It may be hard to believe, but your baby is old enough to go to the prom. Once the excitement settles, you wonder, “How much money is this going to cost me?” The easy answer: a lot. But that doesn’t have to be the case. From borrowing to renting to do-it-yourself projects, there are many ways to save on your teen’s big night. Here are 10 of the best.
1. Budget. Prom can cost between $799 and $1,393, according to a 2015 survey from Visa. “Let your teen know how much they have to spend, and then ask them to choose how to allocate it,” says Brandie Farnam, manager of advice excellence and brand voice at LearnVest. “If they’d like to spend more, encourage them to earn some extra money to offset the difference.”
2. The dress. When it comes to the dress, why “spend $100 or more for something she wears once, maybe twice?” says Erica Sandberg, consumer finance expert and host of the “Adventures with Money” podcast. “It doesn’t make sound economic sense. Capitalize on your social networks. Chances are a friend has a perfectly awesome dress to lend. There’s no shame in asking.”
If you’re out of luck on the friend front, try a service like Charlotte’s Closet, a website where tweens and teens can borrow a designer dress at up to 75 percent off the original price. Charlotte’s sends a free additional size as backup and offers a try-at-home option that lets you try up to three dresses before making a final decision. (The $29.95 fee for this service is applied toward the dress rental).
3. For the guys. If your son is renting a tux, look for an online discount at a coupon site or in those Valpak envelopes that come in the mail, says Donna Freedman, veteran personal finance writer and author of “Your Playbook for Tough Times.” “It’s also acceptable for guys to wear their own suits, or even just a nice sports coat and slacks,” she says.
4. Shoes. For shoes, opt for a trip to Payless, says New York City-based stylist Gloria Cospito. “Christian Siriano, designer to the stars, has created a gorgeous line of shoes for Payless, including evening-appropriate heels,” she says. “With prices starting at as low as $20, it will be tough to beat that price.” Payless also has regular sales, so sign up for their emails to get the skinny on the next discount.
5. Accessories. For the perfect clutch, Cospito suggests vintage. “Vintage bags run around $30 to $50, so make a day of it with your teen and shop around for the perfect piece,” she says. For statement accessories, such as jewelry, that won’t break the bank, Cospito recommends BaubleBar or Charming Charlie, and SugarFix, BaubleBar’s collaboration with Target, where every item is under $30.
6. Beauty services. For hair and makeup, enlist students, says David Bakke, personal-finance expert at MoneyCrashers.com. “Get done up at your local cosmetology school rather than at a salon. It will be a lot less expensive” he says. You can also try Sephora, Ulta or your local department store. Schedule in advance and confirm any minimum-purchase requirements.
A beauty college can also be a good option for nails, says Jeanette Pavini, Coupons.com savings expert. “You can find a salon-quality manicure for as little as $6, so you will be able to save a significant amount of money compared to the open salon market. The students are well supervised and oftentimes close to graduating.”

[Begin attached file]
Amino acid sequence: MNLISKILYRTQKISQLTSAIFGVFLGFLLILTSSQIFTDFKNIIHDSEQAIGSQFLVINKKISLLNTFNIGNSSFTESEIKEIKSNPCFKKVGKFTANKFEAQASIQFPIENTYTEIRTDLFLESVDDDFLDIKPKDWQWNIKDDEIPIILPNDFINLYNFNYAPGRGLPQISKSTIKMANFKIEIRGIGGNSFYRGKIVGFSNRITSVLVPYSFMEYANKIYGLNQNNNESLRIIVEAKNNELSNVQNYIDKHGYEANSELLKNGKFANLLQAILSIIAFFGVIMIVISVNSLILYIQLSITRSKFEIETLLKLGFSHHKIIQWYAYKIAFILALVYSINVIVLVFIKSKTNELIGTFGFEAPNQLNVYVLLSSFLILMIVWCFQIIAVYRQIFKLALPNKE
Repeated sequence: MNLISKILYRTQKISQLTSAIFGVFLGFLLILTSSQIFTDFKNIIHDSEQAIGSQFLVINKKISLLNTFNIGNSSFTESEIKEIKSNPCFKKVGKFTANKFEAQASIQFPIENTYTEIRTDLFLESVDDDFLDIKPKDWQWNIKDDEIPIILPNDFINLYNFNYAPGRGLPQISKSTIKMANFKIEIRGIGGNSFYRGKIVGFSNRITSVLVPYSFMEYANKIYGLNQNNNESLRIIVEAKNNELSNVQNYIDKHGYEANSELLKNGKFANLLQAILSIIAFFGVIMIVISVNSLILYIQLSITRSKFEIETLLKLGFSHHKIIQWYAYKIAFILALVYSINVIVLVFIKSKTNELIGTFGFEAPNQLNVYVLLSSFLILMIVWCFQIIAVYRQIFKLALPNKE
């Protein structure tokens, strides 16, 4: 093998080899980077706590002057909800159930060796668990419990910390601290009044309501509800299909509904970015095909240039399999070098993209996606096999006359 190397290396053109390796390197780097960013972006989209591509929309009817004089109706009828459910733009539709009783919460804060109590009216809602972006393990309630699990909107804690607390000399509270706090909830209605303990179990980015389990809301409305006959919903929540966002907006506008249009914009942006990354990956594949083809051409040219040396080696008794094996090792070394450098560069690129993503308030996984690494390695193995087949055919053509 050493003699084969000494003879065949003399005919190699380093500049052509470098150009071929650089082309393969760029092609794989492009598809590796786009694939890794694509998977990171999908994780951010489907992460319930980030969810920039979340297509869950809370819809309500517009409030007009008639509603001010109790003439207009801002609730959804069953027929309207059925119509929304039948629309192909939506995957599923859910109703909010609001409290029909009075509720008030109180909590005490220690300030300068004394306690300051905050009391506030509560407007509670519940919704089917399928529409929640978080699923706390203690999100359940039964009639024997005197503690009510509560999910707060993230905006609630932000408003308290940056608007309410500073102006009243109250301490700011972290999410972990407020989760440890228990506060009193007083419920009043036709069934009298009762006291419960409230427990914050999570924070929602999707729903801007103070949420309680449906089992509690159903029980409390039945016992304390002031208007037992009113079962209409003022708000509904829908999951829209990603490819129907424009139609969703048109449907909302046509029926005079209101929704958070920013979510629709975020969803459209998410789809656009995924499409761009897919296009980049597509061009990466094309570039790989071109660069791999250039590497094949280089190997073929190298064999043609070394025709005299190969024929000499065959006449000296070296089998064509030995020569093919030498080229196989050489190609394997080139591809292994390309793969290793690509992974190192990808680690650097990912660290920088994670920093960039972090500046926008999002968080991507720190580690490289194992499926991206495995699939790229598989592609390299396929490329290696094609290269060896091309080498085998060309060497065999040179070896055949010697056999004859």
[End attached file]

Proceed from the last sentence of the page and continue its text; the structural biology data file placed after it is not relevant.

7. Flowers. Do a little homework before purchasing a corsage or boutonniere: Call local florists to inquire about prices. “Opt for the pin-on corsage and then use a ribbon to tie it onto a wrist to save money,” Farnam says. “Or even better, make your own.” Youtube has dozens of tutorials.
8. Pictures. That school photo package can cost a pretty penny, so Freedman recommends DIY. “Just snap and print at home,” she says, “or send the [pictures] to be developed at Walgreens or somewhere else inexpensive. Smartphones can turn out some astounding shots, and this way you can take and retake until you get just the right look.”
9. The limo. The kids – or, rather, the parents – can all chip in for a limo, but you can skip it, says Brett Graff, who’s also known as The Home Economist, and author of “Not Buying It: Stop Overspending and Start Raising Happier, Healthier, More Successful Kids.” “What’s a limo, anyway? It’s a safe driver in a big car,” she says. “Find a family friend (parents, don’t even think about it, you’re embarrassing) to work in this capacity. He’s been asking you to help paint his house for weeks anyway, so it’s a barter.” Pavini says that if you can’t find a good trade scenario, “consider a service like Uber Black. You can usually get a larger, nicer car and split the cost with other couples.”
10. Dinner. If the kids want to go to a restaurant after the dance, call ahead to see if there’s wiggle room on the price. “Some restaurants – if they know in advance there will be a table of 10 teens – are willing to prepare similar meals for much less, given the economies of scale. Make it simple, with one vegetarian option,” Graff says.
Freedman recommends eating at home: “I once interviewed a woman who got together with other parents and hosted a formal dinner in her home. The other moms and dads were the servers. One parent also took excellent photos of the young revelers.”
This article originally posted on USNews.com